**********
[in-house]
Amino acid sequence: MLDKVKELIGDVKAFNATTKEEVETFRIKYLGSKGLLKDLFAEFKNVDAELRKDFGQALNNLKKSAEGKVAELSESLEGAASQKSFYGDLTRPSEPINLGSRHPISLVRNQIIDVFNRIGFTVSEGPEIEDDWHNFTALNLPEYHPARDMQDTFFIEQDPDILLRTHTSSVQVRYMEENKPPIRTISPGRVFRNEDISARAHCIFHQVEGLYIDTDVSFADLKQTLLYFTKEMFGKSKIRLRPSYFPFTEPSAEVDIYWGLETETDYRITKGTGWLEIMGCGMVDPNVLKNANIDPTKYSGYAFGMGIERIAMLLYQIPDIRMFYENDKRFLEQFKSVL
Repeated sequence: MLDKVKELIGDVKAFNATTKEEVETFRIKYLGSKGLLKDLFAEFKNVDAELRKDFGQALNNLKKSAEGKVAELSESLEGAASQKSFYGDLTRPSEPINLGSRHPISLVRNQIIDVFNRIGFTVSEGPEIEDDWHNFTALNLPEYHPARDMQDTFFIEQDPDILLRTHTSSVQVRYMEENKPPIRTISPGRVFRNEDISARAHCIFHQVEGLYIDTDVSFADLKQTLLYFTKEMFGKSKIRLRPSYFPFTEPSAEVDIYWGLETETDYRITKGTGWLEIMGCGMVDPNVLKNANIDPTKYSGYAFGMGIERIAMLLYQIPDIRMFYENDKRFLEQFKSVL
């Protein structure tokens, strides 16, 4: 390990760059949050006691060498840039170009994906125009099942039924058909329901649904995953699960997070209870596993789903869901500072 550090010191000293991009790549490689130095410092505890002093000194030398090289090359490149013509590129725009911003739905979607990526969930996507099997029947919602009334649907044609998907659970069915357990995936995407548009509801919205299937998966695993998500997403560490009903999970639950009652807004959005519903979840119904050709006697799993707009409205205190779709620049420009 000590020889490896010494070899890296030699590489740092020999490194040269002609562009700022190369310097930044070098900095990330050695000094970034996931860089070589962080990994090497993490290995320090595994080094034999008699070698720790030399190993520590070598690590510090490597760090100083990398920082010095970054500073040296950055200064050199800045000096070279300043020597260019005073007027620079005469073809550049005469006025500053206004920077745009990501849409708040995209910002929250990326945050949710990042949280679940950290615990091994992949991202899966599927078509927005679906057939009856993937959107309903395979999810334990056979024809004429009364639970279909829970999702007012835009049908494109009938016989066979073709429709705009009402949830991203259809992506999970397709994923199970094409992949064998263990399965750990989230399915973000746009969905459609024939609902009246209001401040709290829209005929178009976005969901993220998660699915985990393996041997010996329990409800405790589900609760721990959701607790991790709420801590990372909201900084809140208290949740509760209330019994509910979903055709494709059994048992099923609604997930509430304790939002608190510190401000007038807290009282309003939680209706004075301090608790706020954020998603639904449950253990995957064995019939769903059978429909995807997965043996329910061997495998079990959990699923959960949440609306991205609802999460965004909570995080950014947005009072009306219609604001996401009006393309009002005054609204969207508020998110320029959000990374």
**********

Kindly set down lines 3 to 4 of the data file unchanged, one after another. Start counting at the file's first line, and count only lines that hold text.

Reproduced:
Repeated sequence: MLDKVKELIGDVKAFNATTKEEVETFRIKYLGSKGLLKDLFAEFKNVDAELRKDFGQALNNLKKSAEGKVAELSESLEGAASQKSFYGDLTRPSEPINLGSRHPISLVRNQIIDVFNRIGFTVSEGPEIEDDWHNFTALNLPEYHPARDMQDTFFIEQDPDILLRTHTSSVQVRYMEENKPPIRTISPGRVFRNEDISARAHCIFHQVEGLYIDTDVSFADLKQTLLYFTKEMFGKSKIRLRPSYFPFTEPSAEVDIYWGLETETDYRITKGTGWLEIMGCGMVDPNVLKNANIDPTKYSGYAFGMGIERIAMLLYQIPDIRMFYENDKRFLEQFKSVL
């Protein structure tokens, strides 16, 4: 390990760059949050006691060498840039170009994906125009099942039924058909329901649904995953699960997070209870596993789903869901500072 550090010191000293991009790549490689130095410092505890002093000194030398090289090359490149013509590129725009911003739905979607990526969930996507099997029947919602009334649907044609998907659970069915357990995936995407548009509801919205299937998966695993998500997403560490009903999970639950009652807004959005519903979840119904050709006697799993707009409205205190779709620049420009 000590020889490896010494070899890296030699590489740092020999490194040269002609562009700022190369310097930044070098900095990330050695000094970034996931860089070589962080990994090497993490290995320090595994080094034999008699070698720790030399190993520590070598690590510090490597760090100083990398920082010095970054500073040296950055200064050199800045000096070279300043020597260019005073007027620079005469073809550049005469006025500053206004920077745009990501849409708040995209910002929250990326945050949710990042949280679940950290615990091994992949991202899966599927078509927005679906057939009856993937959107309903395979999810334990056979024809004429009364639970279909829970999702007012835009049908494109009938016989066979073709429709705009009402949830991203259809992506999970397709994923199970094409992949064998263990399965750990989230399915973000746009969905459609024939609902009246209001401040709290829209005929178009976005969901993220998660699915985990393996041997010996329990409800405790589900609760721990959701607790991790709420801590990372909201900084809140208290949740509760209330019994509910979903055709494709059994048992099923609604997930509430304790939002608190510190401000007038807290009282309003939680209706004075301090608790706020954020998603639904449950253990995957064995019939769903059978429909995807997965043996329910061997495998079990959990699923959960949440609306991205609802999460965004909570995080950014947005009072009306219609604001996401009006393309009002005054609204969207508020998110320029959000990374």